> On Tue, Nov 9, 2010 at 10:17 AM, Brandon Kim
<brandon.kim at brandontek.com> wrote:
> > I'm not looking for companies that offer this service, but the
actual software engines that allow you
> > to create VM's on the fly. So a customer goes to your website and
says I want Win2008 with 8gigs of RAM and 120gigs of HDD.
> > Just like custom configuring a new PC.
> How about I send you some terms to search for, using your favorite
> search engine...
> Multi-Tenant Hosting > Cloud Computing >   IaaS / HaaS
> (Infrastructure as a Service)  >  Self-Service Provisioning
> Because the question is so vague,  I think you need more research.
> If you read the documentation of portal software, you should be able
> to tell to what extent it would be "turn key"
> Before looking too closely at any offering... some things to think
about are..
> How would you go about handling virtual networks  and access to them?
> Will you want one shared network  (with requisite Layer 2 security
> or will your portal of choice  somehow decide to permission and make
> certain LANs available to certain users' VMs?
> There will be security and performance considerations that some portal
> software programs allow you to answer, and some do not.     So you
> need to decide the hard requirements for security,  management
> flexibility,  UI attractiveness/ease of use,  functionality for the
> end user,  resource management,  and price :)
> Different portals have different options, so define requirements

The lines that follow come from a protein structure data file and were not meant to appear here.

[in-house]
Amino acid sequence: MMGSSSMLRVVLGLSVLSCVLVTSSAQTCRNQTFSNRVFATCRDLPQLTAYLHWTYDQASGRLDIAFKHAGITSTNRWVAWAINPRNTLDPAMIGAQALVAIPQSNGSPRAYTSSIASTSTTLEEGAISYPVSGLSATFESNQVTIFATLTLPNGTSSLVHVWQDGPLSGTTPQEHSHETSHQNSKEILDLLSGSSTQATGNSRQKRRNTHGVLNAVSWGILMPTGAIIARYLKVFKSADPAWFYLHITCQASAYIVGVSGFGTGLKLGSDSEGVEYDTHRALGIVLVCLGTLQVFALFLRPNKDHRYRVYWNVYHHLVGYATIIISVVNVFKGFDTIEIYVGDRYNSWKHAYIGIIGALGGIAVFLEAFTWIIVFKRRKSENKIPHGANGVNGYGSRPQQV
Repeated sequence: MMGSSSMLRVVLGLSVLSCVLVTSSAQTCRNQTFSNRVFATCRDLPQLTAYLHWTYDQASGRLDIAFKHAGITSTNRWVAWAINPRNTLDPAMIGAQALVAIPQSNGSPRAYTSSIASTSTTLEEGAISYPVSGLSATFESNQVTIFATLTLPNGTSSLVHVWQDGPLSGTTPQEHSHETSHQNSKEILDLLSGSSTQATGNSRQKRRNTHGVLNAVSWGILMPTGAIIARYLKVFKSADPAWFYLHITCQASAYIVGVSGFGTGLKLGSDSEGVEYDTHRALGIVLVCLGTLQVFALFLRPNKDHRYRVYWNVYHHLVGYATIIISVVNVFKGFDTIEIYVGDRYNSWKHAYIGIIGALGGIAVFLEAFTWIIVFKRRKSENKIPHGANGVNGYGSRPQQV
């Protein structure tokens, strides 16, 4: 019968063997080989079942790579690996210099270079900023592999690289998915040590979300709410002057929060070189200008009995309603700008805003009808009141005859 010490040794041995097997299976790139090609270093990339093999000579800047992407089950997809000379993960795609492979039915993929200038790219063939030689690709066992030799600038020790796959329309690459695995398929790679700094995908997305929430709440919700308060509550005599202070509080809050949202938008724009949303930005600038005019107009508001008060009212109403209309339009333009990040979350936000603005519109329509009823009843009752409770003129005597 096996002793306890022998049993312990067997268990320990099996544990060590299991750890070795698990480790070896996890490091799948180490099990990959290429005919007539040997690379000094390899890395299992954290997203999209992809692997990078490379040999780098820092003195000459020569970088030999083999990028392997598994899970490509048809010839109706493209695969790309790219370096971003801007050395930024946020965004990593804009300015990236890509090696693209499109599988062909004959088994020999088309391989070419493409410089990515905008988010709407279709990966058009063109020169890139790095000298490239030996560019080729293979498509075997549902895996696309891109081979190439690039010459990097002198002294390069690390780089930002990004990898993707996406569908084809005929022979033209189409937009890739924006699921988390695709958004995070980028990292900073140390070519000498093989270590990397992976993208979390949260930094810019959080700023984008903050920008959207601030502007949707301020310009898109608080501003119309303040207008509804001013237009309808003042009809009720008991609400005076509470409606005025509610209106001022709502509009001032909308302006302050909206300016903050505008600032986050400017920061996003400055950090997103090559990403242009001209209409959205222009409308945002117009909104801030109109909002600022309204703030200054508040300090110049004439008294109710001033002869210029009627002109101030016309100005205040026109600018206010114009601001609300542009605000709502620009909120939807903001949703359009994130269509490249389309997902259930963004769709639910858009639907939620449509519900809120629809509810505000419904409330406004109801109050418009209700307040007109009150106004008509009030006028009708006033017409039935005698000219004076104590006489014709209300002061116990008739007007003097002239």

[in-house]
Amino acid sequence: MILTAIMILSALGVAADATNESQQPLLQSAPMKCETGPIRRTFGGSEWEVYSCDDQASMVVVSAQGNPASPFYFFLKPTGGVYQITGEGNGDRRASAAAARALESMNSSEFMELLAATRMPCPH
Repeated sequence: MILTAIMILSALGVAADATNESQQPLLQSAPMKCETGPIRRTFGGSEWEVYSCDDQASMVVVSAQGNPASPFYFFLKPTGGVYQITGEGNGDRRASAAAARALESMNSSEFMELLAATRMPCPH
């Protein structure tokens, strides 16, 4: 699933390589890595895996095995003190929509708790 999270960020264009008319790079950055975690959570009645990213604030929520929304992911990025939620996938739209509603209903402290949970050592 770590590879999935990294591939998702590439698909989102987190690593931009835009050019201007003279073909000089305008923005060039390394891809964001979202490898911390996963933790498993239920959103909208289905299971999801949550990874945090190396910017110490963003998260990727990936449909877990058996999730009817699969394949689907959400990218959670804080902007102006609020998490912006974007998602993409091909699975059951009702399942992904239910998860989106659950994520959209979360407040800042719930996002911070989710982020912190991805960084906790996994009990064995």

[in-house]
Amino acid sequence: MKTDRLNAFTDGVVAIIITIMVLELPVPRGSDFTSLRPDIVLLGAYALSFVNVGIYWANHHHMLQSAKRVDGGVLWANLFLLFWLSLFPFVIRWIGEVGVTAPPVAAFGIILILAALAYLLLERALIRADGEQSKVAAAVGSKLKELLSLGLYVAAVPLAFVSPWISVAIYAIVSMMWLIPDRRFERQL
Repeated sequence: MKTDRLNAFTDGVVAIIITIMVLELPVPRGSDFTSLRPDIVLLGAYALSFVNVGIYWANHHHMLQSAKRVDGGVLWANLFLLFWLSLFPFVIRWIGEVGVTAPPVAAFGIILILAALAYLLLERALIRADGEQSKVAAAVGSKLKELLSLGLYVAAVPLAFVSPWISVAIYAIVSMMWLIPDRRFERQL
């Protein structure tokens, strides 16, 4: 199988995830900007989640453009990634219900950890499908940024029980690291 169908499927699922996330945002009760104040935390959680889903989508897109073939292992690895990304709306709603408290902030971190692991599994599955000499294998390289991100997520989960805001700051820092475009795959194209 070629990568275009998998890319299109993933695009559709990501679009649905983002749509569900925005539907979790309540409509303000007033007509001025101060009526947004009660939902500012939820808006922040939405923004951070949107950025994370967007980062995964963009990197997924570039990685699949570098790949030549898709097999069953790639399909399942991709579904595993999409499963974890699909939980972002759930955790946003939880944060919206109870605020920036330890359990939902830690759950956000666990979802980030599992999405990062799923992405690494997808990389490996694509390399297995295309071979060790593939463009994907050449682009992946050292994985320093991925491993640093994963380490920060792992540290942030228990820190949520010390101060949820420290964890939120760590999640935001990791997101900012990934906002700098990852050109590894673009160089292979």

> A Multi-Tenant  IaaS environment  (meaning different users sharing
> pieces of metal, storage, etc) brings in some complexity.
> Think about how will the resources be balanced?  E.g. Will you have a
> place workloads on its own, or rely on some outside system like vmware
> Will the portal  implement and enforce resource SLAs  for  Network
> limit the number of VMs per NIC or  per datastore,  Memory, CPU
> and provide I/O response delay assurances, or will machines be left
> underutilized
> / overutilized, because the portal is bad at optimizing placement on
> servers, or bad at avoiding overcommit?
> For an IaaS provider, underutilization eventually means you are eating
> more kW*h than necessary, and overutilization could be
> immediately detrimental.
> The different major virtualization software vendors each have their
> Self-Service Provisioning solutions, and there are some third party
> Most are for Enterprise internal self-provisioning; Hosting providers
> might have
> special requirements like "integrated user signups and billing"
> and "no license restriction against provisioning for outside users".
> I would expect these to be more expensive,  or include monthly
per-user fees.
> Offhand  I recall  Virtuozzo  [perhaps the oldest?],  Enomaly /
> Enomalism, enStratus,  MS  Dynamic Datacenter Kits which are a
> framework,   VMware  vCloud Express  through the VSPP,  Citrix XCP,
> Eucalyptus,   as interesting
> by no means exhaustive.
> --
> -JH